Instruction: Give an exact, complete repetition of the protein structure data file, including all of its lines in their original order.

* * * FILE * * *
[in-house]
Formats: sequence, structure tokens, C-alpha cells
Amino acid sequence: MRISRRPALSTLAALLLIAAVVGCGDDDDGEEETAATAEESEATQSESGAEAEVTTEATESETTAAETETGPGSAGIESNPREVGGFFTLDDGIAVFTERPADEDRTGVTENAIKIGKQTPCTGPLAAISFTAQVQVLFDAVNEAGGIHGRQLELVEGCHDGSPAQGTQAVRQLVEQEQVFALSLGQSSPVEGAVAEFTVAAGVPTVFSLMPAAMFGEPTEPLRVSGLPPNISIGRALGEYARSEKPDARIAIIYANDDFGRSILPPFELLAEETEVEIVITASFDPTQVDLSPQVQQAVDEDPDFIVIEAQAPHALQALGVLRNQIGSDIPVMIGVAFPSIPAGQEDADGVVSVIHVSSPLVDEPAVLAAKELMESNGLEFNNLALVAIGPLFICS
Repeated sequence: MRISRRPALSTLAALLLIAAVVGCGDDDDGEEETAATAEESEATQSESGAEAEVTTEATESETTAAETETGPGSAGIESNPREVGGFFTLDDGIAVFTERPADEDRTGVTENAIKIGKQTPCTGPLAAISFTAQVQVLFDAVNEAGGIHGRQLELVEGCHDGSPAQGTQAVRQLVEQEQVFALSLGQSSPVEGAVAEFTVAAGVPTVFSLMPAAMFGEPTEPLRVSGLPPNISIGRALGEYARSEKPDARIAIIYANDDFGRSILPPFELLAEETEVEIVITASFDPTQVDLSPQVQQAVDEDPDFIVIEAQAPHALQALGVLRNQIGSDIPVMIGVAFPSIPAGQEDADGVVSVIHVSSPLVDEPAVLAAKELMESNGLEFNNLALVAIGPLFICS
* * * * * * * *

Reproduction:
[in-house]
Formats: sequence, structure tokens, C-alpha cells
Amino acid sequence: MRISRRPALSTLAALLLIAAVVGCGDDDDGEEETAATAEESEATQSESGAEAEVTTEATESETTAAETETGPGSAGIESNPREVGGFFTLDDGIAVFTERPADEDRTGVTENAIKIGKQTPCTGPLAAISFTAQVQVLFDAVNEAGGIHGRQLELVEGCHDGSPAQGTQAVRQLVEQEQVFALSLGQSSPVEGAVAEFTVAAGVPTVFSLMPAAMFGEPTEPLRVSGLPPNISIGRALGEYARSEKPDARIAIIYANDDFGRSILPPFELLAEETEVEIVITASFDPTQVDLSPQVQQAVDEDPDFIVIEAQAPHALQALGVLRNQIGSDIPVMIGVAFPSIPAGQEDADGVVSVIHVSSPLVDEPAVLAAKELMESNGLEFNNLALVAIGPLFICS
Repeated sequence: MRISRRPALSTLAALLLIAAVVGCGDDDDGEEETAATAEESEATQSESGAEAEVTTEATESETTAAETETGPGSAGIESNPREVGGFFTLDDGIAVFTERPADEDRTGVTENAIKIGKQTPCTGPLAAISFTAQVQVLFDAVNEAGGIHGRQLELVEGCHDGSPAQGTQAVRQLVEQEQVFALSLGQSSPVEGAVAEFTVAAGVPTVFSLMPAAMFGEPTEPLRVSGLPPNISIGRALGEYARSEKPDARIAIIYANDDFGRSILPPFELLAEETEVEIVITASFDPTQVDLSPQVQQAVDEDPDFIVIEAQAPHALQALGVLRNQIGSDIPVMIGVAFPSIPAGQEDADGVVSVIHVSSPLVDEPAVLAAKELMESNGLEFNNLALVAIGPLFICS